Thanks for saving us
We’ve got a happy king
A psalm of David. For the music leader. 1LORD, your strength makes the king happy.
He celebrates, knowing you save him.
2You gave him what he wanted most.
He told you what he wanted, and he got it.
Instruments 3You showered him with wonderful gifts,
And topped them off with a golden crown.
4He asked you to spare his life,  and you did.
Now his life goes on and on, day after day.
5He’s highly respected because you saved him.
There’s splendor about him, majesty that comes from you.
6You bring happiness into his life day after day.
He’s happy because you’re with him day after day.
Nothing will rattle the king7The king puts his trust in the LORD.
Nothing’s going to rattle him,
Thanks to the enduring love of God Most High.
8You, God, will reach out and find your enemies.
Your powerful right hand will catch your haters.
9When it’s time to unleash your anger,
You’ll burn them in a furnace.
LORD, your anger will consume them
And the fire will finish the feast.
10You’ll wipe their families off the earth,
Their descendants from the human race.
11They wanted to hurt you.
They made a plan, but it’ll fail.
12You’ll make them turn and run.
Your bow and arrow aimed at their face
Will do the trick.
13LORD, you’re the strongest.
So, take your place at the top.
We sing to celebrate your awesome power.
The subtitle wasn’t part of the original psalm. And the possible byline “of David,” isn’t necessarily a byline. The vague phrase could mean the song was written by David, about David, or was inspired by David. Almost half of the psalms are attributed to David in this way, 73 of 150. Ancient Jewish history tells of David playing a lyre and writing songs. For one, he wrote a song of mourning at the battlefield death of King Saul and his sons: “How have the mighty fallen!” (2 Samuel 1:19-27 New American Standard Bible). An ancient Jewish scroll from about the time of Jesus, discovered among the famous Dead Sea Scrolls, reports that David wrote 3,600 songs.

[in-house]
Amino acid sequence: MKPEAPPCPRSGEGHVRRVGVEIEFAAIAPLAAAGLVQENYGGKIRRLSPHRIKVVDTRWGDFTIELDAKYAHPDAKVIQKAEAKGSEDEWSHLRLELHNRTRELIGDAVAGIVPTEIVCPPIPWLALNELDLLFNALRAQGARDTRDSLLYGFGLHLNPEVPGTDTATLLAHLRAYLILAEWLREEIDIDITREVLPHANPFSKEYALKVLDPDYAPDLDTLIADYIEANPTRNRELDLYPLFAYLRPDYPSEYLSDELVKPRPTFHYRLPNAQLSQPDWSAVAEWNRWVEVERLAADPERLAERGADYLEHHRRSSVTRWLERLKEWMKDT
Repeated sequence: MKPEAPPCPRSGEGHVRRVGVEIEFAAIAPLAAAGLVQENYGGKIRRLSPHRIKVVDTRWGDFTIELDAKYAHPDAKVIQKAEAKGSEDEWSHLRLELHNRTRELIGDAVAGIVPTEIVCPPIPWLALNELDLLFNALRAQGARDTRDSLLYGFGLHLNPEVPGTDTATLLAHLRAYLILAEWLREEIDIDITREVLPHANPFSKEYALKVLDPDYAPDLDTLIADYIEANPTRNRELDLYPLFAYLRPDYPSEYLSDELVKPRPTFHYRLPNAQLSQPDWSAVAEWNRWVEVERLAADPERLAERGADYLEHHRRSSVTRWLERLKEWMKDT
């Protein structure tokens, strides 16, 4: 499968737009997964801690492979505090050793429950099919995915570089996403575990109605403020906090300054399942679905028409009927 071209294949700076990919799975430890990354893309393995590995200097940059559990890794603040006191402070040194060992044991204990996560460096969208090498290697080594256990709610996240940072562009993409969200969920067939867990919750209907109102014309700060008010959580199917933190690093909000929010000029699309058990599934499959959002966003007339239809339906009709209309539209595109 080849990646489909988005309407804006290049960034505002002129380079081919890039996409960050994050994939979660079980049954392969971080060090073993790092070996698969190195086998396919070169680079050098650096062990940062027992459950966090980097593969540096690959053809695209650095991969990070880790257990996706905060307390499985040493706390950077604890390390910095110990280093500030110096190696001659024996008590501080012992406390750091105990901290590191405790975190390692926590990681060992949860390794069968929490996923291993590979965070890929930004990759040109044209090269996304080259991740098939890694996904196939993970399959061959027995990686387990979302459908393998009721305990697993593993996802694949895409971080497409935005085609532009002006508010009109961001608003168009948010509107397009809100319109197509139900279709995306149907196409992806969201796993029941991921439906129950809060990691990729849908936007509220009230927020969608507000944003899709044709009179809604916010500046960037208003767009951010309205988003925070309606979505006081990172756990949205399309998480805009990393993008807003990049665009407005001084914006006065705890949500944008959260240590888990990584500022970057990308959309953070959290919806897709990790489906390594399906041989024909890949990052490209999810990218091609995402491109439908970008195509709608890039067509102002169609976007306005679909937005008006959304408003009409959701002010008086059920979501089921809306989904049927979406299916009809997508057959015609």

The word in the original language of Hebrew is selah. Bible scholars haven’t figured out what it means yet, so all we can do is guess. It could mean “pause for effect,” “instrumental interlude,” or “choir singing ‘Amen.’” We’re offering a guess instead of selah. Though selah might be the better way to go because it’s always correct, it’s also always incomprehensible. “Instruments” has a good chance of being wrong, but at least we convey the idea that the Hebrew word behind it probably has something to do with enhancing the song.
This might refer to a tough battle the king and his army once fought. Some scholars suggest this is a “royal psalm” used in worship honoring the king, perhaps on an anniversary of his coronation. The song, in this case, reflects back on times when God helped the king.
- Sorry, there are currently no questions for this chapter.